To be frank, we need a sea change in culture and attitude in our society.As men, we need to listen to women and we need to hear what they are saying.Misogyny is simply unacceptable, and it needs to be eliminated from our society.We all know there is no single solution to ending Domestic, Sexual and Gender Based Violence.Tackling it requires a multifaceted approach with genuine engagement and partnership. We need sufficient supports and services available throughout the country, appropriate legislation, an effective policing response and the culture shift within our society that I referenced earlier. I can assure you that this Government is working to achieve these goals, and our focus is fixed.This Government also understands that resources are fundamental to tackling this issue. As we have demonstrated in Budget 2022 and as we will continue to demonstrate, this effort will be appropriately resourced.It is important to note that knowledge and information are essential to developing effective policies to prevent and combat sexual violence, and important work is underway in that regard.The SAVI Report which was commissioned by the Dublin Rape Crisis Centre and first published in 2002 was a really important and ground-breaking piece of research. 20 years on, it is important that we get up-to-date information and research.This Government has engaged the CSO to develop and deliver a significant new national survey on the prevalence of sexual violence in Ireland.It will look in detail at the experience of sexual violence and abuse for both women and men in Ireland, and we will also be open to other ideas on how we ensure we are working from best-in-class research.It is really important that we have a solid evidence base to guide us in developing policies and legislation.To conclude my opening remarks Ceann Comhairle, Ashling’s death has shocked our nation.We have spent much of the past week questioning ourselves, questioning our friends, questioning wider society. Mainly we are questioning our attitudes towards women.Are we doing anything to help?  Are we doing enough to help?Are we part of the problem?  How can we be part of the solution?Zero tolerance of violence against women is the goal.It is a necessary and fundamental objective of a safe and mature democracy. And it must be the target for our Republic.By continuing to work together I am confident we can get there.The appalling and tragic death of Ashling Murphy has touched everyone.It has galvanised our national determination to bring about change in this area.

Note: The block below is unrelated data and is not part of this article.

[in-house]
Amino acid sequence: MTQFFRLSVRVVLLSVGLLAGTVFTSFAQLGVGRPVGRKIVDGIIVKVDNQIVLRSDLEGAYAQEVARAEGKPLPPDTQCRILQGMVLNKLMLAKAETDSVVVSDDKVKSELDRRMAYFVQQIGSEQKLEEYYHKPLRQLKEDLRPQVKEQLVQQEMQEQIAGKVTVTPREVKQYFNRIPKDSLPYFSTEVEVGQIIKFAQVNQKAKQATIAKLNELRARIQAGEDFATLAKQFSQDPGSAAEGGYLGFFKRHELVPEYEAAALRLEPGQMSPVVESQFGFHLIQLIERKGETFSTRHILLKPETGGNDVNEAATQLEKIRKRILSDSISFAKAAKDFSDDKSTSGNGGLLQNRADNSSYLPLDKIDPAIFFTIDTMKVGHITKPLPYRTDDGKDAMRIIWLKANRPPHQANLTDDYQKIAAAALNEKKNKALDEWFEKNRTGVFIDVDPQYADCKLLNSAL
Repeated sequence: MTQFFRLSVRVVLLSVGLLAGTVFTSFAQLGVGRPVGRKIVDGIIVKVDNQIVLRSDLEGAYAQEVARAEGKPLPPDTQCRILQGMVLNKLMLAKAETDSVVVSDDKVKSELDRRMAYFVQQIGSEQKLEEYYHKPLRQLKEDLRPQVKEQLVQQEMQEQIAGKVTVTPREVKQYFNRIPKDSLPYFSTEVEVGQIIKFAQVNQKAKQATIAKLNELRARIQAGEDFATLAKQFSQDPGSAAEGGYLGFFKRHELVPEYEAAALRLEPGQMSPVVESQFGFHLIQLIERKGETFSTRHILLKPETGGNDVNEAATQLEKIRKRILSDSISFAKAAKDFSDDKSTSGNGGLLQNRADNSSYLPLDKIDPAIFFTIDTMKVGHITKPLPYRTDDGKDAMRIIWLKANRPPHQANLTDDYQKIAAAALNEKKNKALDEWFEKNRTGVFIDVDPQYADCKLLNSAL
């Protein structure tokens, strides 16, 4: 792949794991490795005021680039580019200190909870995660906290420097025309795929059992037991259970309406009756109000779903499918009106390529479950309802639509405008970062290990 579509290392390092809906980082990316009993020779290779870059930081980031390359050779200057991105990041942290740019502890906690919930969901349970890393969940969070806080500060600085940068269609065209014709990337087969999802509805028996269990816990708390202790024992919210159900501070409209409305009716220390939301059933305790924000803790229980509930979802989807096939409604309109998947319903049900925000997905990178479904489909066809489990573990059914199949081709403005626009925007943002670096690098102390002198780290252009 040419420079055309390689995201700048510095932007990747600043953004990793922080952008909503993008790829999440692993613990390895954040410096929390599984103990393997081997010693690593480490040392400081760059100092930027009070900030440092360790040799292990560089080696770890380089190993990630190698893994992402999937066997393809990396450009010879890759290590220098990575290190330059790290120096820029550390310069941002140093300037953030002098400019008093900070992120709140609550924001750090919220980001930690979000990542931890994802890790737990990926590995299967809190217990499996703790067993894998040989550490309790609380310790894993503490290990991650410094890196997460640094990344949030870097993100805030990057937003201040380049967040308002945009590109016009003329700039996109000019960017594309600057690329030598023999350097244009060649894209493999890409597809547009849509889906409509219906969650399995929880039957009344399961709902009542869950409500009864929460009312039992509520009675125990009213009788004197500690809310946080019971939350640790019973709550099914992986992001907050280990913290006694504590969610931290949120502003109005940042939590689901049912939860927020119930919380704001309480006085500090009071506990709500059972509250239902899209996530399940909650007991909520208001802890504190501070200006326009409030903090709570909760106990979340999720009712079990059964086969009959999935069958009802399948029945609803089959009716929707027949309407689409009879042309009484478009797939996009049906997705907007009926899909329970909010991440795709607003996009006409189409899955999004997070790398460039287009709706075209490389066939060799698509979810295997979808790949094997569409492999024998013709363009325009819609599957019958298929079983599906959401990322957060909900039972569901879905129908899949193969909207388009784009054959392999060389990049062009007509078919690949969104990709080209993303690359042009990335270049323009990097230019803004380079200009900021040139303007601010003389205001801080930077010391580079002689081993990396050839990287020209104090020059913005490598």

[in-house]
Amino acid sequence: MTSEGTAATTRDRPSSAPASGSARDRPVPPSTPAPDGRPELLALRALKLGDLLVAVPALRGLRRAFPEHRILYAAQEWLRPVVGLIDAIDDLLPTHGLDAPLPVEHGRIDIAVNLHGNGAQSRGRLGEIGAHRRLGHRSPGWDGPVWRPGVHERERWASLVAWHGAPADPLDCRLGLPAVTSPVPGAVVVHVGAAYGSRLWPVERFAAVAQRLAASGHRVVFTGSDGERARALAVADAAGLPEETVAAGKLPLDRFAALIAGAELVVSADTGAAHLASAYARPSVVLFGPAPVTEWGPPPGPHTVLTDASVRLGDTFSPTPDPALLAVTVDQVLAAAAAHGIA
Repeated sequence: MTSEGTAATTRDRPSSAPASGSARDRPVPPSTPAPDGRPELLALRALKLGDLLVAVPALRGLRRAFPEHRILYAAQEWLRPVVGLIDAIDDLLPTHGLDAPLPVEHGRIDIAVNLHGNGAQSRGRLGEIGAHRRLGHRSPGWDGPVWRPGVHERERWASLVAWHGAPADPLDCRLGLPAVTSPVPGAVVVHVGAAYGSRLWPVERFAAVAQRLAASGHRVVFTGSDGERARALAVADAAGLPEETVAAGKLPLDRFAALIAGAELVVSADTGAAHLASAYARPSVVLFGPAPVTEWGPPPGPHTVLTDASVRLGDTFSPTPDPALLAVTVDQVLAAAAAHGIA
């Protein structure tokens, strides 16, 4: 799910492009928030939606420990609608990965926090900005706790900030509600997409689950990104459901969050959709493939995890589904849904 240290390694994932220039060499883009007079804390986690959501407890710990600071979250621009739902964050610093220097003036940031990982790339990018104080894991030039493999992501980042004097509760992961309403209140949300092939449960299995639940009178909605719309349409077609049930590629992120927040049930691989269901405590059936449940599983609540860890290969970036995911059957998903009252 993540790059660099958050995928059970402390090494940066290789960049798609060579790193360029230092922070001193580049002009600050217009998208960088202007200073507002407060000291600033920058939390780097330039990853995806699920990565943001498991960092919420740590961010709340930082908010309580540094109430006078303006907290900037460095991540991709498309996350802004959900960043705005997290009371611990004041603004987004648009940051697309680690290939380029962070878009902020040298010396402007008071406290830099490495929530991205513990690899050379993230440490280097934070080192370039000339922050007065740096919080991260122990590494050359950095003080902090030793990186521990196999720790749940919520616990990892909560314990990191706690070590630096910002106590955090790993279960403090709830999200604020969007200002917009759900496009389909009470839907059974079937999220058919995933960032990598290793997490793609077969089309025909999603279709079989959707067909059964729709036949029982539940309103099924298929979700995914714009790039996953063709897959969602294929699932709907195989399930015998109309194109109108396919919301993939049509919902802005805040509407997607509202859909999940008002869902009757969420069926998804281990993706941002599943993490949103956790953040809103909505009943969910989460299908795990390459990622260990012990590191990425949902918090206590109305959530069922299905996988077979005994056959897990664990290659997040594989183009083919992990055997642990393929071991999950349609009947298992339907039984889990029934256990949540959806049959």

We can and must do it. Enough is enough.